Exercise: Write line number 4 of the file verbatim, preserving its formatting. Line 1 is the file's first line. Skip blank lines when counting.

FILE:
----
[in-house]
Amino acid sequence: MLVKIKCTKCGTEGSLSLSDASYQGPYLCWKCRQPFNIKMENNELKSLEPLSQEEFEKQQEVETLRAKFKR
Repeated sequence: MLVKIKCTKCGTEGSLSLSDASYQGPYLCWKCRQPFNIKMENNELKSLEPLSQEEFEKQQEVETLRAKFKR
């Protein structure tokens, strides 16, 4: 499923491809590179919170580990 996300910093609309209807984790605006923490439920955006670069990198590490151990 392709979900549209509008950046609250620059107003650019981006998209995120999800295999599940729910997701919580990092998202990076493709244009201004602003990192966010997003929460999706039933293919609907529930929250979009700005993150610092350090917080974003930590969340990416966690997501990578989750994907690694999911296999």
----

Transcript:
């Protein structure tokens, strides 16, 4: 499923491809590179919170580990 996300910093609309209807984790605006923490439920955006670069990198590490151990 392709979900549209509008950046609250620059107003650019981006998209995120999800295999599940729910997701919580990092998202990076493709244009201004602003990192966010997003929460999706039933293919609907529930929250979009700005993150610092350090917080974003930590969340990416966690997501990578989750994907690694999911296999």